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Community Microgrids – A Tool for Adaptation or Mitigation?

Hospital connected to community microgrid

This explainer is the third part of a series by Sara Harari and Nate Grady on how microgrids are being used to transform the electrical grid. 

As climate change becomes the new reality, policymakers must decide how to invest limited resources in advanced technology and infrastructure. At the heart of this challenge is the debate over adaptation versus mitigation: should we focus our efforts on avoiding the worst effects of climate change (i.e. reducing the amount of greenhouse gasses we release going forward), or should we divide our resources and invest simultaneously on adapting to the most likely effects of climate change?

Historically, most international efforts have focused on mitigation; if we can quickly revamp our economies to operate without emitting CO2, then further adaptation won't be required. However, if the rate of emissions reduction is insufficient, we will be left unprepared for increasingly severe climate impacts. Investing exclusively in mitigation efforts is to put faith in the widespread adoption of powerful emissions reductions policies and protocols.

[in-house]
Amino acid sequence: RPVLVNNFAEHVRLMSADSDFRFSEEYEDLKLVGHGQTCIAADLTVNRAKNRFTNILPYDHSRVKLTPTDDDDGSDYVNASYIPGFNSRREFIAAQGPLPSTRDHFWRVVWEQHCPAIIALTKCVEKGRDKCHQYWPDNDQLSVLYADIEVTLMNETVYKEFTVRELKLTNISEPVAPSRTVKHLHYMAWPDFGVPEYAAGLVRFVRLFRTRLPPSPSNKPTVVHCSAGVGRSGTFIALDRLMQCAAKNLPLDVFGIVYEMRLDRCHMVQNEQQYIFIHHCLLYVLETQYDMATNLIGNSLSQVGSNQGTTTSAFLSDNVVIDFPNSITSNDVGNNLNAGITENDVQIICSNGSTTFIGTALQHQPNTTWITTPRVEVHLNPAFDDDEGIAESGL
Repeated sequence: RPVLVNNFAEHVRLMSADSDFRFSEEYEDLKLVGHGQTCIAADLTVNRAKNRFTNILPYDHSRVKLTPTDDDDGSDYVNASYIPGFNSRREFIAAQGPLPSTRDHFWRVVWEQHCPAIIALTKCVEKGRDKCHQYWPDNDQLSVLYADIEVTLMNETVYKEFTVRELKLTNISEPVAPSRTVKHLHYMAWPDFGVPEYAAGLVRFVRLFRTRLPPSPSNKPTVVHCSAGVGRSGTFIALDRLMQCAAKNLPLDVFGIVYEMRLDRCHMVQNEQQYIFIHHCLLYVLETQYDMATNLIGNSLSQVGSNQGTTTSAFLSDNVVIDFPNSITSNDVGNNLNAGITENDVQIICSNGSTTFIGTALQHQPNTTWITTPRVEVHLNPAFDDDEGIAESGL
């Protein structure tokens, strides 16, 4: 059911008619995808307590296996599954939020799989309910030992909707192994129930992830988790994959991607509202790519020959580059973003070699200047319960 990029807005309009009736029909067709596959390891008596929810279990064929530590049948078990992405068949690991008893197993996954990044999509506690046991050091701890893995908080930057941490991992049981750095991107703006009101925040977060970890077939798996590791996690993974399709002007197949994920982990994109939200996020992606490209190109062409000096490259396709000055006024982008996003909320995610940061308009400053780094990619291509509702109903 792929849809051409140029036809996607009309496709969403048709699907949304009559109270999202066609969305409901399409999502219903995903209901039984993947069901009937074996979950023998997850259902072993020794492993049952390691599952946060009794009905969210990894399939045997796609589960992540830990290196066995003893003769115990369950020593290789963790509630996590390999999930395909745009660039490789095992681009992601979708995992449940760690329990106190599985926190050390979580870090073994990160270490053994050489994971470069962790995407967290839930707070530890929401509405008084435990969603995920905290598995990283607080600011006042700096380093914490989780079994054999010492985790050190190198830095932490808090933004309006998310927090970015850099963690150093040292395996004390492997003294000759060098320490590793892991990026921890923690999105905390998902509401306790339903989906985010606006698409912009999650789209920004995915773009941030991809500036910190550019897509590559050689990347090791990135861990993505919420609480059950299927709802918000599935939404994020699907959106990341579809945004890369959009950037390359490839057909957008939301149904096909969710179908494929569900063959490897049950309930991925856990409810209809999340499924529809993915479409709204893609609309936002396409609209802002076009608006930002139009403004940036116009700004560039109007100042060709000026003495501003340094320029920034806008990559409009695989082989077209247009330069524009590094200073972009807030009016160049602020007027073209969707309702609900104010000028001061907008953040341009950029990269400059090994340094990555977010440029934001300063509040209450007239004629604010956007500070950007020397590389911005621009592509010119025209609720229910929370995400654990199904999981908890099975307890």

Yet much of the world is already feeling the impacts of climate change. Governments worldwide have begun to invest in adaptation towards climate-resilient systems and infrastructure in parallel with carbon-reducing solutions.

These divergent approaches are on display today in Norway and New York State, where policymakers in each region have identified community microgrids as a climate change solution, but have done so for distinctly different reasons.

In Norway, microgrids are viewed as a way to enable greater penetration of clean energy technologies, such as solar, and thereby increase investment in these mitigating solutions. In New York, community microgrids were prioritized following Superstorm Sandy to improve the local resilience of individual communities in the face of more frequent and extreme storms. In addition to their primary resilience benefits, microgrids in New York are also being advanced to reduce grid congestion, leveraging new types of generation for system-wide benefits. These divergent motivations shape the design and ultimate use of the microgrids and therefore provide an interesting case study on the evolution of microgrid deployment.